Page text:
On Thursday night during the Blue Jays' annual State of the Franchise event for season-ticket holders, general manager Alex Anthopoulos told the fans in attendance that the club had contacted Damon's agent, Scott Boras, earlier this week. Toronto has jobs up for grabs in left field and in the leadoff spot -- roles Damon could potentially fill.
"Not to build any expectations or hope," Anthopoulos said, "but we've definitely got a lot of irons in the fire."
Damon, 36, qualified as a Type A free agent this offseason, but the Yankees did not offer him arbitration, meaning he will not cost a signing team a compensatory pick in the next First-Year Player Draft. That fact would undoubtedly appeal to the Blue Jays, who are trying to build a strong foundation for the future under Anthopoulos.
It became clear this week that Damon will not be returning to the Yankees after the club acquired outfielder Randy Winn on Wednesday. Damon's asking price is believed to be down to around $7 million for a one-year contract -- after Boras originally tried to push for a four-year deal -- and the veteran has been tied to the Rays, A's, Tigers, Braves and Reds in various reports.
For the Blue Jays, Damon would represent a short-term solution in the midst of Anthopoulos' long-term vision. As the rookie GM tries to form a plan for turning Toronto into an American League powerhouse once again, he is exploring multiple fronts in an effort to obtain assets. Damon could fit within that strategy.
"If there's a free agent that might have a chance to make this club competitive," Anthopoulos said, "but also be someone that we could look at with respect to a trade, to help bring us an asset back, we'll look at that, too. ... If there's a free agent that may net us a Draft pick at the end of the year or two years, that's something that we would evaluate as well."
On Thursday night, Anthopoulos noted that his phone call to Boras was simply to gather information, and the Blue Jays general manager said it was "tough to say" if there would be a follow-up conversation at this point.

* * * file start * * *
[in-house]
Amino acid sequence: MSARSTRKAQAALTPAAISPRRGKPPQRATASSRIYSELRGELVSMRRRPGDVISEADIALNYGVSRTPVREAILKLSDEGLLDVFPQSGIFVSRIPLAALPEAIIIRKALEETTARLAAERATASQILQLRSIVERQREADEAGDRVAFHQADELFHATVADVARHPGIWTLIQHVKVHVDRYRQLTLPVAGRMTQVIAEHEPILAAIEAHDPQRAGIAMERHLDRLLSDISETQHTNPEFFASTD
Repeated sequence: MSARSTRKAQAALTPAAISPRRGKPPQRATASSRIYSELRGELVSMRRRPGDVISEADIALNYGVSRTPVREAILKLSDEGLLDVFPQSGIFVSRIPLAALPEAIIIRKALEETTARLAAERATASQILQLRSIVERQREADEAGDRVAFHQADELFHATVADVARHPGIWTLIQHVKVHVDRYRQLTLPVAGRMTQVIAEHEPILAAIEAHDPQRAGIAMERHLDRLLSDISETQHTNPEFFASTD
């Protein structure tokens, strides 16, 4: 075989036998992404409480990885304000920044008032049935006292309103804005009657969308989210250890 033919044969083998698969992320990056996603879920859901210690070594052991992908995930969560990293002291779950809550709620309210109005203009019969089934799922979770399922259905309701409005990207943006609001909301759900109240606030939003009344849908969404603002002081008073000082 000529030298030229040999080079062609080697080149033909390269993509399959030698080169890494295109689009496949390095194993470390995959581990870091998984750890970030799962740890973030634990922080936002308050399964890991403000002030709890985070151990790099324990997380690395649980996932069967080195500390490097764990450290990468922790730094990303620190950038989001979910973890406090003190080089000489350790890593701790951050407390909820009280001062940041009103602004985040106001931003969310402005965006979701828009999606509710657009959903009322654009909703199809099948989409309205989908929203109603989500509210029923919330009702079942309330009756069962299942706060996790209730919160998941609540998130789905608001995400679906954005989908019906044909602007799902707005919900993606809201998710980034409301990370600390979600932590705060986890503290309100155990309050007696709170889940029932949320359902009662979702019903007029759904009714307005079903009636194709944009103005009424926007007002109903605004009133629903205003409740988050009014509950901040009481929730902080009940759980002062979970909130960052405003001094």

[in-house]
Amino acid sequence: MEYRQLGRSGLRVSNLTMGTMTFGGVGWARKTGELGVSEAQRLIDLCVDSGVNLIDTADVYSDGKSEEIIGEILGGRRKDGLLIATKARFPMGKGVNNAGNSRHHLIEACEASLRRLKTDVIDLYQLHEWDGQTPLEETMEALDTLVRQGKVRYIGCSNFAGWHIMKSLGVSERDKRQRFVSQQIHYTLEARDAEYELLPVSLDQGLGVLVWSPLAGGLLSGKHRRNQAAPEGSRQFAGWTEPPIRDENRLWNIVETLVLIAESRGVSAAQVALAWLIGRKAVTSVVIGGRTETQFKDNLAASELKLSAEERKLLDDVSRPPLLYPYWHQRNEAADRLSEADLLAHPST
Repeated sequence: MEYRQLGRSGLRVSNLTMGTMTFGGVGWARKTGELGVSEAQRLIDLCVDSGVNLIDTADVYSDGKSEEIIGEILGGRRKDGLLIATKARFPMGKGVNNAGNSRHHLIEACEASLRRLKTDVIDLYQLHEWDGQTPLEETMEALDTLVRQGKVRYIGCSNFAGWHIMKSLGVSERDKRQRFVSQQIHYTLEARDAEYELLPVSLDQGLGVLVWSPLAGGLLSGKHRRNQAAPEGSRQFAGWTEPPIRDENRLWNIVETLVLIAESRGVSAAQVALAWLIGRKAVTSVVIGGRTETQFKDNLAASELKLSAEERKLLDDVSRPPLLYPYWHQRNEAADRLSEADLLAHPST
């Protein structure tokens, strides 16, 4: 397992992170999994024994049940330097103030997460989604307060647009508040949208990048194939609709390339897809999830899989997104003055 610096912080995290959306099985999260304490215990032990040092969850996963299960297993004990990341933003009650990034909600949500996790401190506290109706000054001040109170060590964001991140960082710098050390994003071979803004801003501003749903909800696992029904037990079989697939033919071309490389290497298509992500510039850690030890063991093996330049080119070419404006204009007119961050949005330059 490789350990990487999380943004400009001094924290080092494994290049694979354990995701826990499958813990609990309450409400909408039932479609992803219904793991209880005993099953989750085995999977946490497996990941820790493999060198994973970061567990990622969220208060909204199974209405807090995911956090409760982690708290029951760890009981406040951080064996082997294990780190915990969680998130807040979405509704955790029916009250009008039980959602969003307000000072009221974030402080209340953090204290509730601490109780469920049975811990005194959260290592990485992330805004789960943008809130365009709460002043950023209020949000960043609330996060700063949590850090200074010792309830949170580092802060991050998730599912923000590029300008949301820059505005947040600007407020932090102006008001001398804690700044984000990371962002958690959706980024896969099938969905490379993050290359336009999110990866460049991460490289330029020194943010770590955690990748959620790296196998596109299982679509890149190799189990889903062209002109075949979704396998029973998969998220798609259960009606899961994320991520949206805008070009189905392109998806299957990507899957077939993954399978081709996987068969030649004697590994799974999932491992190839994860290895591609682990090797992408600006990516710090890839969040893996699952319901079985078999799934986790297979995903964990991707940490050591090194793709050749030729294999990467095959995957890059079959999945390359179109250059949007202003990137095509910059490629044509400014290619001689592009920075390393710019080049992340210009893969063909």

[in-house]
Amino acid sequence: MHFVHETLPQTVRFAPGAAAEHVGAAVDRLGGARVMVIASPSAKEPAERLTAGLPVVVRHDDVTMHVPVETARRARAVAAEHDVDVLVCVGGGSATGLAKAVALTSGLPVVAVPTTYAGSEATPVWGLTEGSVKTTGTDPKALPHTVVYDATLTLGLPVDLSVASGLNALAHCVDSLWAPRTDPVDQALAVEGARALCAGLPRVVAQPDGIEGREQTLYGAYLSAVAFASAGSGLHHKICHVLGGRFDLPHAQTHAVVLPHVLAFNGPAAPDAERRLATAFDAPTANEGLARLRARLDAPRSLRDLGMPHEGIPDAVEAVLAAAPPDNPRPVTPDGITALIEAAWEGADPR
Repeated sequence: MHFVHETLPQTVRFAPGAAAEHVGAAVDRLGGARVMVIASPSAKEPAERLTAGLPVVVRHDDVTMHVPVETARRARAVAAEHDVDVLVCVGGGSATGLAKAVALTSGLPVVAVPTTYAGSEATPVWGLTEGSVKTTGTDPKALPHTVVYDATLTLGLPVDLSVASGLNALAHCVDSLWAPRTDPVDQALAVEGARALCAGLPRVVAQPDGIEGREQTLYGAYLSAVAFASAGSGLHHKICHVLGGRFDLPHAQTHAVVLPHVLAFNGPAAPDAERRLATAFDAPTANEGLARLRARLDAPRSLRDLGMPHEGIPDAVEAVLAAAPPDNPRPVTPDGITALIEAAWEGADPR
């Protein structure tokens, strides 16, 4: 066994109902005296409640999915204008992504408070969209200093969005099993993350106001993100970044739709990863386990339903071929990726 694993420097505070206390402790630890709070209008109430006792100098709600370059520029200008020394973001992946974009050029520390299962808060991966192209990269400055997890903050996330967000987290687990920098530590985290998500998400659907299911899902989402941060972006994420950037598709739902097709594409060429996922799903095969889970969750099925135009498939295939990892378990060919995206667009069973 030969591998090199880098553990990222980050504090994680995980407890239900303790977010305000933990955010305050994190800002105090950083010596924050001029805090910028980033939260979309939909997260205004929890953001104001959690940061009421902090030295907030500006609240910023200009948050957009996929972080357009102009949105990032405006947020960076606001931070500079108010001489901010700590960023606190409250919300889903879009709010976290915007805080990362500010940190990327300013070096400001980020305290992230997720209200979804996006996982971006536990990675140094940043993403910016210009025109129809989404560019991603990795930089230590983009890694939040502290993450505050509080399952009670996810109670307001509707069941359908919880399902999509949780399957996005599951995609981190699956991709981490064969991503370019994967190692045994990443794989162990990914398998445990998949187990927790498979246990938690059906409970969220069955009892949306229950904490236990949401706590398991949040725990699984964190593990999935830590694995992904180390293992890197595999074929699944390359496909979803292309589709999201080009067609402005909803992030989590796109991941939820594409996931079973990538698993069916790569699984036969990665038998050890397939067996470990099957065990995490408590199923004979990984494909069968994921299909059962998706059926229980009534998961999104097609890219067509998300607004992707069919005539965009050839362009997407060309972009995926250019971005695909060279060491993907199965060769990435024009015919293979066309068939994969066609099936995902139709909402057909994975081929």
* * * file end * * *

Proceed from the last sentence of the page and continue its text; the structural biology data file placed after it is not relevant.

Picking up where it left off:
If the Jays were able to add Damon as a left fielder, the club could keep Adam Lind as the primary designated hitter, which Anthopoulos said is his preference for the budding slugger. That would leave Travis Snider, Jose Bautista, Joey Gathright and Jeremy Reed left to compete for the starting job in right field.
After shortstop Marco Scutaro left Toronto to sign with Boston as a free agent, the Jays were also left with a major void in the leadoff spot. Blue Jays manager Cito Gaston said on Thursday that Jose Bautista would likely fill that role, as the roster currently stacks up. Damon (.355 career on-base percentage) would be a more ideal solution that Bautista (.329).
Last year, Damon served as the primary No. 2 hitter for the World Series-champion Yankees, batting .282 with 24 home runs, 36 doubles and 82 RBIs over 143 games, adding a .365 on-base percentage. In 98 career games at Rogers Centre in Toronto, Damon has hit .251 with 10 homers, 35 RBIs and a .324 OBP.
The Blue Jays are not expected to contend for the playoffs in 2010, considering the young group of players who make up the bulk of the projected roster. Under the circumstances, Toronto has also discussed the possible benefit of adding another veteran player like Damon to the mix.
"He's a very good player," Anthopoulos said. "So, I think every front office has certainly talked about him, how he would fit and so on, if they have a spot available. But, with respect to having a veteran on the bench, that's another thing that we've talked about -- having someone who's a little more established, helping out the young players."